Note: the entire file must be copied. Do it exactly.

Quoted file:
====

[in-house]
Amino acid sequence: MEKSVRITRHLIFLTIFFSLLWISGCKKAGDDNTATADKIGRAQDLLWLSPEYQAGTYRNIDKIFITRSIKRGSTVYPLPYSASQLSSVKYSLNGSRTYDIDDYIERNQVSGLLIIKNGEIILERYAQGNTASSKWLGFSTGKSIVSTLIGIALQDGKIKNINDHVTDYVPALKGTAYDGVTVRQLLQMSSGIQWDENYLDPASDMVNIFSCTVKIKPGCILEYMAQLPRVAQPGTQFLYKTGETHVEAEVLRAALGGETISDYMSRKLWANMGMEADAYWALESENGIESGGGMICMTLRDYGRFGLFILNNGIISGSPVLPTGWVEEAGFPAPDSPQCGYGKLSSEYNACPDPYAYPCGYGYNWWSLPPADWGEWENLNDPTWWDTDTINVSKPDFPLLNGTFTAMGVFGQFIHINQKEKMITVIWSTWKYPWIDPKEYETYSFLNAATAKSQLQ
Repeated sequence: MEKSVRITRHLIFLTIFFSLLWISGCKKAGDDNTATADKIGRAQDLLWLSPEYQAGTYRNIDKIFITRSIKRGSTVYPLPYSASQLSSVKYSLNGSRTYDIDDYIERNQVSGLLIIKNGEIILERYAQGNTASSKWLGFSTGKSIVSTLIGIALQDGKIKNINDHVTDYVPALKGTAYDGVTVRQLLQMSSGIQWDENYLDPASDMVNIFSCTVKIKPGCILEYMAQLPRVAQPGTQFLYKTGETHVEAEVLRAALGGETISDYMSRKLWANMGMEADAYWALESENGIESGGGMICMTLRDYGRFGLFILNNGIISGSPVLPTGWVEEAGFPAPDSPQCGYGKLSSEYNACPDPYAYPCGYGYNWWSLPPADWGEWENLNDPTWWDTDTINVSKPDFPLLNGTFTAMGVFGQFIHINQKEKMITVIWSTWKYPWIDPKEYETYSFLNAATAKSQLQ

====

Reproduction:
[in-house]
Amino acid sequence: MEKSVRITRHLIFLTIFFSLLWISGCKKAGDDNTATADKIGRAQDLLWLSPEYQAGTYRNIDKIFITRSIKRGSTVYPLPYSASQLSSVKYSLNGSRTYDIDDYIERNQVSGLLIIKNGEIILERYAQGNTASSKWLGFSTGKSIVSTLIGIALQDGKIKNINDHVTDYVPALKGTAYDGVTVRQLLQMSSGIQWDENYLDPASDMVNIFSCTVKIKPGCILEYMAQLPRVAQPGTQFLYKTGETHVEAEVLRAALGGETISDYMSRKLWANMGMEADAYWALESENGIESGGGMICMTLRDYGRFGLFILNNGIISGSPVLPTGWVEEAGFPAPDSPQCGYGKLSSEYNACPDPYAYPCGYGYNWWSLPPADWGEWENLNDPTWWDTDTINVSKPDFPLLNGTFTAMGVFGQFIHINQKEKMITVIWSTWKYPWIDPKEYETYSFLNAATAKSQLQ
Repeated sequence: MEKSVRITRHLIFLTIFFSLLWISGCKKAGDDNTATADKIGRAQDLLWLSPEYQAGTYRNIDKIFITRSIKRGSTVYPLPYSASQLSSVKYSLNGSRTYDIDDYIERNQVSGLLIIKNGEIILERYAQGNTASSKWLGFSTGKSIVSTLIGIALQDGKIKNINDHVTDYVPALKGTAYDGVTVRQLLQMSSGIQWDENYLDPASDMVNIFSCTVKIKPGCILEYMAQLPRVAQPGTQFLYKTGETHVEAEVLRAALGGETISDYMSRKLWANMGMEADAYWALESENGIESGGGMICMTLRDYGRFGLFILNNGIISGSPVLPTGWVEEAGFPAPDSPQCGYGKLSSEYNACPDPYAYPCGYGYNWWSLPPADWGEWENLNDPTWWDTDTINVSKPDFPLLNGTFTAMGVFGQFIHINQKEKMITVIWSTWKYPWIDPKEYETYSFLNAATAKSQLQ